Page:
Infotech and the Law: Druyun fallout will be felt long and hard

Richard Rector

The federal government has long imposed unique ethical responsibilities on its contractors. Following the defense procurement scandals of the 1980s such as Operation Ill Wind, Congress considerably increased the number and types of ethical considerations governing federal contracts.

The result is a maze of ethics-related statutes and regulations with which companies and their employees must comply or face civil, administrative or criminal sanctions. Despite this labyrinth of mandated ethics, the regrettable conduct of Darlene Druyun once again has cast a shadow on the government contracting community, and the effects may be felt for years to come.

In 2002, Druyun retired as the Air Force's Principal Deputy Acquisition Secretary, a position in which she held extraordinary power. Like many retiring government officials, she passed through the revolving door to employment in the private sector as the Boeing Co.'s deputy general manager of missile defense systems.

It came to light, however, that Druyun had negotiated her new job with Boeing's Chief Financial Officer Michael Sears while she held her government position and exercised authority over Boeing's contract activities.

Last month, Druyun admitted that she had acted against the government's interest by favoring Boeing in certain contract matters:

  • In negotiations to lease 100 Boeing KC 767A tanker aircraft, Druyun agreed to a higher price for the aircraft than she believed was appropriate, as a "parting gift" to her future employer.

  • She negotiated a $100 million payment to Boeing as part of a restructuring of the NATO AWACS program, despite believing that amount to be too high.

  • As the selection authority for the $4 billion procurement to upgrade the avionics of the C-130 aircraft, she chose Boeing over four competitors, despite her belief that an objective selection authority may not have selected Boeing.

Druyun pleaded guilty and has been sentenced to nine months in prison for her improprieties in the tanker lease deal. Sears lost his job at Boeing and last week pled guilty in federal court to related improprieties. However, they will not be the only ones to suffer from their disgraceful behavior.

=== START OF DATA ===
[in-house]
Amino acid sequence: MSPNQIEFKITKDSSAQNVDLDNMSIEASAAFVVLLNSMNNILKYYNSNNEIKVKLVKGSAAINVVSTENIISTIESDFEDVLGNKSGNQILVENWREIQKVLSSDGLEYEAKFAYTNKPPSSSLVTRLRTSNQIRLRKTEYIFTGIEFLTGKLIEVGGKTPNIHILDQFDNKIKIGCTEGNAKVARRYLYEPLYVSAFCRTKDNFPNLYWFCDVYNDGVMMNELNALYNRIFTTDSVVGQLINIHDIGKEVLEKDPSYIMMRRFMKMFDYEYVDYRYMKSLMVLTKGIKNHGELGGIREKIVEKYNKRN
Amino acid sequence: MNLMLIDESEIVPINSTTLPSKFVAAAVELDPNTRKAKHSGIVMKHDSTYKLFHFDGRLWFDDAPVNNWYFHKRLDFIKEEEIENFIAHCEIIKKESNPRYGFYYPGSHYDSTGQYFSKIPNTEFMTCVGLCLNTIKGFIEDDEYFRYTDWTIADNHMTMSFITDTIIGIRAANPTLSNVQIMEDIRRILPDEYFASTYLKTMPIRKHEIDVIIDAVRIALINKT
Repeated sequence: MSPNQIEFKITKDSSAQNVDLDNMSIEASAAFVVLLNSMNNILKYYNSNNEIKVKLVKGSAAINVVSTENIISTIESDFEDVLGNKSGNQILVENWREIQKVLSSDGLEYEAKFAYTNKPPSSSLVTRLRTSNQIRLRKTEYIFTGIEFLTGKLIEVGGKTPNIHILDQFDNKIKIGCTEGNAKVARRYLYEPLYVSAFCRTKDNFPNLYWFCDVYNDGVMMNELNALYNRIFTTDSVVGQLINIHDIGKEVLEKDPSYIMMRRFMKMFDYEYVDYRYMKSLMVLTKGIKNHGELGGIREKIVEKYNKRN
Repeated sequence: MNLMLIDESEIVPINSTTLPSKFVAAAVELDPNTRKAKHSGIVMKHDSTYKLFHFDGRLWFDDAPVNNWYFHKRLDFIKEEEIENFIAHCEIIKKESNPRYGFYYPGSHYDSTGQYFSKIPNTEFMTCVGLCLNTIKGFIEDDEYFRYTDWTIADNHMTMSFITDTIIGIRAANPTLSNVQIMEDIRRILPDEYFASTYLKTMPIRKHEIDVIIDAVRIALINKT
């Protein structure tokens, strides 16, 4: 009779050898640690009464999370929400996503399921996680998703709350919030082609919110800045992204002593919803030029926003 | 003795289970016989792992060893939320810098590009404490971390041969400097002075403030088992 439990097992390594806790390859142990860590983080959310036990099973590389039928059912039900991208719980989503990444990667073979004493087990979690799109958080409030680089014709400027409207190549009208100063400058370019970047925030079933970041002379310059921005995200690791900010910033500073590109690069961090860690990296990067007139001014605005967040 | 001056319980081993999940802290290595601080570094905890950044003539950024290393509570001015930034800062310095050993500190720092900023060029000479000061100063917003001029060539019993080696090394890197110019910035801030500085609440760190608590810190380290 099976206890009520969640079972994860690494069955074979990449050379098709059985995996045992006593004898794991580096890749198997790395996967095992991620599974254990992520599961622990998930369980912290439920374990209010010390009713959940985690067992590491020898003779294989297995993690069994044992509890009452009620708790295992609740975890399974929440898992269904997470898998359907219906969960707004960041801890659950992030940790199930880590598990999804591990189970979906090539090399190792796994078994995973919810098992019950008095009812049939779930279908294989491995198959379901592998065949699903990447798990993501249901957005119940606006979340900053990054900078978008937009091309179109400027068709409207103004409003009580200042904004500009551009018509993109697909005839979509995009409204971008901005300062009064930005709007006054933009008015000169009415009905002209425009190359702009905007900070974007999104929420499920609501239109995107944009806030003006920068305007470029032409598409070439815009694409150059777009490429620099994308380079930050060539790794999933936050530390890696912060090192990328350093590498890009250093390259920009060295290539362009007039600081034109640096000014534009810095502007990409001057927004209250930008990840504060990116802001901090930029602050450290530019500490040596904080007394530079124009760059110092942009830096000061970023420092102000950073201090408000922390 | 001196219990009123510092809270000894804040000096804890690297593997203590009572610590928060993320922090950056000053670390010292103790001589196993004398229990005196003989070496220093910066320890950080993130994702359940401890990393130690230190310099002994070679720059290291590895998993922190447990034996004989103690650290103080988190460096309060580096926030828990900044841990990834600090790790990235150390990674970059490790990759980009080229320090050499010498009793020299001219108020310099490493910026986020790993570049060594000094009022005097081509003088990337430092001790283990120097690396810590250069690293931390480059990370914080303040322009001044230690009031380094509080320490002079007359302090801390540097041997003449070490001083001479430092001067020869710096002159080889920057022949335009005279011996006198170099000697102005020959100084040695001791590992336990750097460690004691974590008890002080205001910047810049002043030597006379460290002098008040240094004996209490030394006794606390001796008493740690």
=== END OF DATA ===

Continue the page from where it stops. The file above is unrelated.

Certain Boeing business units are indefinitely barred from bidding on Air Force launch business. Additionally, Lockheed Martin Corp., BAE Systems Plc and L-3 Communications Inc. have each protested the C-130 upgrade contract, and Lockheed Martin filed an "omnibus" protest requesting a review of all acquisitions in which Druyun was involved. The Government Accountability Office, the watchdog arm of Congress, will consider these matters.

The Druyun scandal also has led to the most sweeping analysis of the federal procurement system since the 1990s, and the entire government contracting community is certain to feel the effects.

Last week, the Pentagon asked the Defense Contract Management Agency to survey all contract actions in which Druyun was significantly involved from 1993 to 2002. This includes at least nine major programs totaling more than $32 billion for which she served as the source selection authority, as well as hundreds of other contract actions.

The Pentagon also has commissioned the Defense Science Board to conduct a departmentwide study of the acquisition process to integrate more checks and balances into the system. Among the task force members will be ethics professors from the University of Virginia and George Washington University. According to Michael Wynne, the Pentagon's acting acquisition chief, these efforts are necessary to restore integrity to the acquisition process.

Although the fallout from the Druyun case is just beginning, the immediate lesson for contractors is clear: Implement a compliance program that ensures every employee understands and follows the rules.

Richard Rector is a partner in the Government Contracts Group of Piper Rudnick LLP. in Washington. His e-mail address is

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